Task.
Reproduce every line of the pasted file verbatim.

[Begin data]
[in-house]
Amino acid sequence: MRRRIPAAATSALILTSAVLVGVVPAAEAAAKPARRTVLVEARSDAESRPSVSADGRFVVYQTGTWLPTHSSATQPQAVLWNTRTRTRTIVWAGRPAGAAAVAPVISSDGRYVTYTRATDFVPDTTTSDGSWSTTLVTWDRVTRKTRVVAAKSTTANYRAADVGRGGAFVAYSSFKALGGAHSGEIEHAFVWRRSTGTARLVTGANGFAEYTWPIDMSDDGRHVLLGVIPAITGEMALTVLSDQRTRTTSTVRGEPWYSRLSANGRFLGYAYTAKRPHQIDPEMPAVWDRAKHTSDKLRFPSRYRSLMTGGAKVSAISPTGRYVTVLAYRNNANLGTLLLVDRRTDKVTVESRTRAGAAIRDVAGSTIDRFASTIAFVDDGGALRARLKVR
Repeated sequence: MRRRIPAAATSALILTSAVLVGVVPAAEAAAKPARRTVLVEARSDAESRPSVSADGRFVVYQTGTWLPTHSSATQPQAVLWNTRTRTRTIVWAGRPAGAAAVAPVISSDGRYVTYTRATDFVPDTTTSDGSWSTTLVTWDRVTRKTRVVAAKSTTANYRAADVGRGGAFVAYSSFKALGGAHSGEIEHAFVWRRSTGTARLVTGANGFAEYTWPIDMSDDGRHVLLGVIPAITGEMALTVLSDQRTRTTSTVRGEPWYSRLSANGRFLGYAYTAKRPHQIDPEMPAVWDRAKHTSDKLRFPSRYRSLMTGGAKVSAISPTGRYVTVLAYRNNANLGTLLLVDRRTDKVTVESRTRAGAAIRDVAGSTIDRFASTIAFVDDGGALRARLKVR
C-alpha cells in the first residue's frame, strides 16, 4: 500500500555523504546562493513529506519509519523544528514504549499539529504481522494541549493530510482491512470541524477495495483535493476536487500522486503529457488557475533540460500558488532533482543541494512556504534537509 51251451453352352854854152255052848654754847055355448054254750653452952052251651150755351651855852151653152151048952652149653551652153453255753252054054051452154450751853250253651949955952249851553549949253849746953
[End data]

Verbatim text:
[in-house]
Amino acid sequence: MRRRIPAAATSALILTSAVLVGVVPAAEAAAKPARRTVLVEARSDAESRPSVSADGRFVVYQTGTWLPTHSSATQPQAVLWNTRTRTRTIVWAGRPAGAAAVAPVISSDGRYVTYTRATDFVPDTTTSDGSWSTTLVTWDRVTRKTRVVAAKSTTANYRAADVGRGGAFVAYSSFKALGGAHSGEIEHAFVWRRSTGTARLVTGANGFAEYTWPIDMSDDGRHVLLGVIPAITGEMALTVLSDQRTRTTSTVRGEPWYSRLSANGRFLGYAYTAKRPHQIDPEMPAVWDRAKHTSDKLRFPSRYRSLMTGGAKVSAISPTGRYVTVLAYRNNANLGTLLLVDRRTDKVTVESRTRAGAAIRDVAGSTIDRFASTIAFVDDGGALRARLKVR
Repeated sequence: MRRRIPAAATSALILTSAVLVGVVPAAEAAAKPARRTVLVEARSDAESRPSVSADGRFVVYQTGTWLPTHSSATQPQAVLWNTRTRTRTIVWAGRPAGAAAVAPVISSDGRYVTYTRATDFVPDTTTSDGSWSTTLVTWDRVTRKTRVVAAKSTTANYRAADVGRGGAFVAYSSFKALGGAHSGEIEHAFVWRRSTGTARLVTGANGFAEYTWPIDMSDDGRHVLLGVIPAITGEMALTVLSDQRTRTTSTVRGEPWYSRLSANGRFLGYAYTAKRPHQIDPEMPAVWDRAKHTSDKLRFPSRYRSLMTGGAKVSAISPTGRYVTVLAYRNNANLGTLLLVDRRTDKVTVESRTRAGAAIRDVAGSTIDRFASTIAFVDDGGALRARLKVR
C-alpha cells in the first residue's frame, strides 16, 4: 500500500555523504546562493513529506519509519523544528514504549499539529504481522494541549493530510482491512470541524477495495483535493476536487500522486503529457488557475533540460500558488532533482543541494512556504534537509 51251451453352352854854152255052848654754847055355448054254750653452952052251651150755351651855852151653152151048952652149653551652153453255753252054054051452154450751853250253651949955952249851553549949253849746953